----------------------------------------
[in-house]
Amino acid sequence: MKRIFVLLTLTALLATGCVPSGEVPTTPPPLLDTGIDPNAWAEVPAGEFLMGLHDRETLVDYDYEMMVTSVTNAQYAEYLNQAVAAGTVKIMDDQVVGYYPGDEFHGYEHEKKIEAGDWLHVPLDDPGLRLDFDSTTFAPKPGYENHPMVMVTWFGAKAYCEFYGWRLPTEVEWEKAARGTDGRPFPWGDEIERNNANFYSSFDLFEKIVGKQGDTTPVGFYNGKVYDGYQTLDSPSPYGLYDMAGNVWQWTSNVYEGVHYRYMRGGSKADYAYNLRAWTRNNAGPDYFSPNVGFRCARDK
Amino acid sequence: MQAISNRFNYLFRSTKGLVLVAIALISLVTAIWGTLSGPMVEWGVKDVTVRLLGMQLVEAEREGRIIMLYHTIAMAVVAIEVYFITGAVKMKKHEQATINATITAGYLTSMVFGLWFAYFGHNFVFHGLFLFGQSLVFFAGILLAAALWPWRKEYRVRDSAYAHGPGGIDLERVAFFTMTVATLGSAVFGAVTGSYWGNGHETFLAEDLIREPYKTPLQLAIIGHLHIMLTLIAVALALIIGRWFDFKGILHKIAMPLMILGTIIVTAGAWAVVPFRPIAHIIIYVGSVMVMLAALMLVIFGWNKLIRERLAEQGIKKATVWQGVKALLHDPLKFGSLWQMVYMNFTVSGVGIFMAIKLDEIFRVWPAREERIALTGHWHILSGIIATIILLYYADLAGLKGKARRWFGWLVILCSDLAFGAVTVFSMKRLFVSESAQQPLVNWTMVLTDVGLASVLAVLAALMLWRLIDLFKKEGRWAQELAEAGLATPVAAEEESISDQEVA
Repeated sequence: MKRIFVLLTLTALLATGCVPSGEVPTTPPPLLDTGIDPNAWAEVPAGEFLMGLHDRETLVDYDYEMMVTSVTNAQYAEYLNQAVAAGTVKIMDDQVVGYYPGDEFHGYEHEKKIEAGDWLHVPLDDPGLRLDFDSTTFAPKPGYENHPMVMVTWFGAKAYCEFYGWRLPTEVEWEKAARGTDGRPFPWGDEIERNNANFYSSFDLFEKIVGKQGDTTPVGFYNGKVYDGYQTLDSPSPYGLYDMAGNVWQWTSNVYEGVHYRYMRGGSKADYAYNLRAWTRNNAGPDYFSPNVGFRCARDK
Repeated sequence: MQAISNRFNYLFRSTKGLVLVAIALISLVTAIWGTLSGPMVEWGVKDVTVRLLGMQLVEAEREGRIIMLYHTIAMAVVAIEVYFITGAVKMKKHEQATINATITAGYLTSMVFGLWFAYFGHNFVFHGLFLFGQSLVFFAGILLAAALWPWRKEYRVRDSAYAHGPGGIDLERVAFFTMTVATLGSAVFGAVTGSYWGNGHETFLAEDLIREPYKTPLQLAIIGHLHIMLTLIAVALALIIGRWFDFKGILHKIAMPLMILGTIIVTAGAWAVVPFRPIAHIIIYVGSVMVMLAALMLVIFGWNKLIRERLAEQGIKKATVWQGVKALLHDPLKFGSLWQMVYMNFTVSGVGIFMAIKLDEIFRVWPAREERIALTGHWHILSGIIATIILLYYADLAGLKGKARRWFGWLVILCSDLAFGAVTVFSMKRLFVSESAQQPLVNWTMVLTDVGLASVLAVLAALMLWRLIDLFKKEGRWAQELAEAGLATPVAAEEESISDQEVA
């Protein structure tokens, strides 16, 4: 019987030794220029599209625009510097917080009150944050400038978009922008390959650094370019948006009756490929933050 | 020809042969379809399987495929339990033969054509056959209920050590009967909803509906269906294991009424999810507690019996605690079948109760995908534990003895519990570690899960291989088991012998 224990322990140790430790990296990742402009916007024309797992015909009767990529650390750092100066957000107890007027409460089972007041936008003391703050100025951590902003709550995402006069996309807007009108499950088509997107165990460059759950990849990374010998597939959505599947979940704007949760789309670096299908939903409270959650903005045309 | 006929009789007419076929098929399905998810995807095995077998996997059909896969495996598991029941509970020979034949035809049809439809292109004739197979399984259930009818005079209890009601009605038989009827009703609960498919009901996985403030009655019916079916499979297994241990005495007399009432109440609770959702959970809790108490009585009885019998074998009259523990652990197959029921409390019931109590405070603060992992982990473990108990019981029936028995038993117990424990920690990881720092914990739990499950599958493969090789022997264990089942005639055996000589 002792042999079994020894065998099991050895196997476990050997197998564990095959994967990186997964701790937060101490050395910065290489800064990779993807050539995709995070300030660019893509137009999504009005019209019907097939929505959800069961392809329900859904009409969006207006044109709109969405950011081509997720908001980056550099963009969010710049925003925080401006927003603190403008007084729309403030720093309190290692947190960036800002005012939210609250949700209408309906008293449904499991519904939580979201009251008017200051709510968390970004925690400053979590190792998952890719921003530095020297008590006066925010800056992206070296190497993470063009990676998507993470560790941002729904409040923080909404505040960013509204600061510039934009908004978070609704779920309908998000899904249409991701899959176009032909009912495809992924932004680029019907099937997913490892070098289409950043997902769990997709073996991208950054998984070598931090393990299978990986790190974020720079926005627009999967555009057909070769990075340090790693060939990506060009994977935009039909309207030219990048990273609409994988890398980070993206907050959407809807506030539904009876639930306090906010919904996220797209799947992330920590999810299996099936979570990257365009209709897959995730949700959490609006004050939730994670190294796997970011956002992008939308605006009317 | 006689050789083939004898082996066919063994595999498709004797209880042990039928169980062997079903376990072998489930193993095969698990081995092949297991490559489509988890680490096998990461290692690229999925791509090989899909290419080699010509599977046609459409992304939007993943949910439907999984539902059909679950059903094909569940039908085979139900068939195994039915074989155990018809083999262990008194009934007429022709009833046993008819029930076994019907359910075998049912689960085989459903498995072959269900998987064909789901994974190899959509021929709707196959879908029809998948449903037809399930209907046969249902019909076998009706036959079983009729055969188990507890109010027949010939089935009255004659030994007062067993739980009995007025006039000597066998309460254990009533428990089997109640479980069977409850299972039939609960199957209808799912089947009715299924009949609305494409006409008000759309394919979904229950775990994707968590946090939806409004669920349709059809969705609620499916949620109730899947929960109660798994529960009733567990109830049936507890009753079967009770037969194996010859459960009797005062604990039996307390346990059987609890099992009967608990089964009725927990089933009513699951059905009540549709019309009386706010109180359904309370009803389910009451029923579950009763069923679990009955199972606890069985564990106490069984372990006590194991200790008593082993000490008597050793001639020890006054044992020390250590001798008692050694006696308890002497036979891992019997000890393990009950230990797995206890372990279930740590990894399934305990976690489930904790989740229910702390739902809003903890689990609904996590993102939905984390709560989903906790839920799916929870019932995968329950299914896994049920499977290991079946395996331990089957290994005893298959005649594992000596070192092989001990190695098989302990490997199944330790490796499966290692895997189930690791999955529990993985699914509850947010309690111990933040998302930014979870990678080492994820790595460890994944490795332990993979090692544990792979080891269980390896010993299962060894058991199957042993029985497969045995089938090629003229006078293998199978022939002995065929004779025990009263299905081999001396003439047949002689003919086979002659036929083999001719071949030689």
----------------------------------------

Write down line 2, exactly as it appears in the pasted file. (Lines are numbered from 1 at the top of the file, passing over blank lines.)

Amino acid sequence: MKRIFVLLTLTALLATGCVPSGEVPTTPPPLLDTGIDPNAWAEVPAGEFLMGLHDRETLVDYDYEMMVTSVTNAQYAEYLNQAVAAGTVKIMDDQVVGYYPGDEFHGYEHEKKIEAGDWLHVPLDDPGLRLDFDSTTFAPKPGYENHPMVMVTWFGAKAYCEFYGWRLPTEVEWEKAARGTDGRPFPWGDEIERNNANFYSSFDLFEKIVGKQGDTTPVGFYNGKVYDGYQTLDSPSPYGLYDMAGNVWQWTSNVYEGVHYRYMRGGSKADYAYNLRAWTRNNAGPDYFSPNVGFRCARDK